By Christine Kohlert and Scott Cooper
Edition 9 – December 2017 Pages 19-23
The difference between churning out another aircraft engine on an assembly line and developing an engine that can help an airline do its job better is creativity. Creative knowledge work is flourishing. As algorithms and robots replace jobs once done by humans, companies look for ways to leverage the human brain to work on things the robots cannot do—like being creative in finding solutions to problems and in developing “innovations” in the form of new businesses, products, and services. The automation of mundane work activities unleashes tremendous opportunity for focusing workers creatively.
If robots can do most of the work to build the cars at an auto manufacturer, it frees up that company’s employees to think and create the next big thing. Maybe that is a self-driving car, but maybe it is the flying cars those of us old enough to remember were promised by the science fiction of the 1960s and 1970s. Or maybe it is some way of transporting that we cannot even imagine.
Making it possible to work creatively and generate knowledge is one of the biggest challenges companies face. It calls for training and retraining. It demands new skills, not of the hands but of the mind. It has spurred rethinking about how work is organized and how it is valued. Other factors linked to the change in work are also impelling companies to change. Millennials view employment differently from previous generations, and what they value in their jobs and workplaces have significant ramifications. On top of that, more and more people work on contract rather than in what used to be jobs for life. Workers come and go, jumping not only from job to job but also sometimes from workplace to workplace within a particular job.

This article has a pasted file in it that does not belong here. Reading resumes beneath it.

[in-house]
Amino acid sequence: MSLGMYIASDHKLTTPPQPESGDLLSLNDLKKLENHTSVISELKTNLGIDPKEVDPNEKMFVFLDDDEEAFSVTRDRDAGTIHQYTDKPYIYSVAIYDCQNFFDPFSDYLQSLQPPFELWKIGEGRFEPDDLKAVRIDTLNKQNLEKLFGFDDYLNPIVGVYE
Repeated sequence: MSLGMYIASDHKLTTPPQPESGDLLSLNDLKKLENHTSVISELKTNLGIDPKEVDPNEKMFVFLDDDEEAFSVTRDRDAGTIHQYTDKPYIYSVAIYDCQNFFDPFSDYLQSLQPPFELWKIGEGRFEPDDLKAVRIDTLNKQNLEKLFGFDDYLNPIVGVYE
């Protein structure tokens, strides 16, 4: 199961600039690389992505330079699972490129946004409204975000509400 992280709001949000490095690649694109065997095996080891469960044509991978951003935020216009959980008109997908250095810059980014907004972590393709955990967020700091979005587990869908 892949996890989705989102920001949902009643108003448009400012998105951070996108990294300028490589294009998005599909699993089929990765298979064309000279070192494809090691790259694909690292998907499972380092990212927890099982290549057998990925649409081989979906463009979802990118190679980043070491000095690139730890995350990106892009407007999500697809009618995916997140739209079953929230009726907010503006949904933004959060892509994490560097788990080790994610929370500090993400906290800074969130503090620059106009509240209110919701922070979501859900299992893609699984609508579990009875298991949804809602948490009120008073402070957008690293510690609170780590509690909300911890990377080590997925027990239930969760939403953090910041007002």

Companies around the world are anxious to find the “secret” to how they can support creativity among their workers and succeed in knowledge work. Researchers offer some insights.
For instance, Theresa Amabile, a professor at Harvard Business School who has been studying creativity in the workplace for more than thirty years, points to several aspects of the work environment that stimulate creativity: organizational support for new ideas; positive challenges for employees; autonomy in how day-to-day work gets done, along with a sense of ownership and control; resources, including information and materials; and positive challenges with respect to workloads. She also notes all sorts of organizational impediments to creativity as well as obstacles from workload pressures.
Space to support creativity
Whether anyone can settle on a single definition of knowledge work or even creativity, there is no denying the significant implications of the shift. Among these, the question of what kind of physical space is best for creative knowledge work has been posed. The answers so far are quite varied—not as far-flung as the architectural differences of the built world, but certainly not conclusive. Experimentation is rampant as those designing spaces for creative knowledge work try to find the optimal solutions.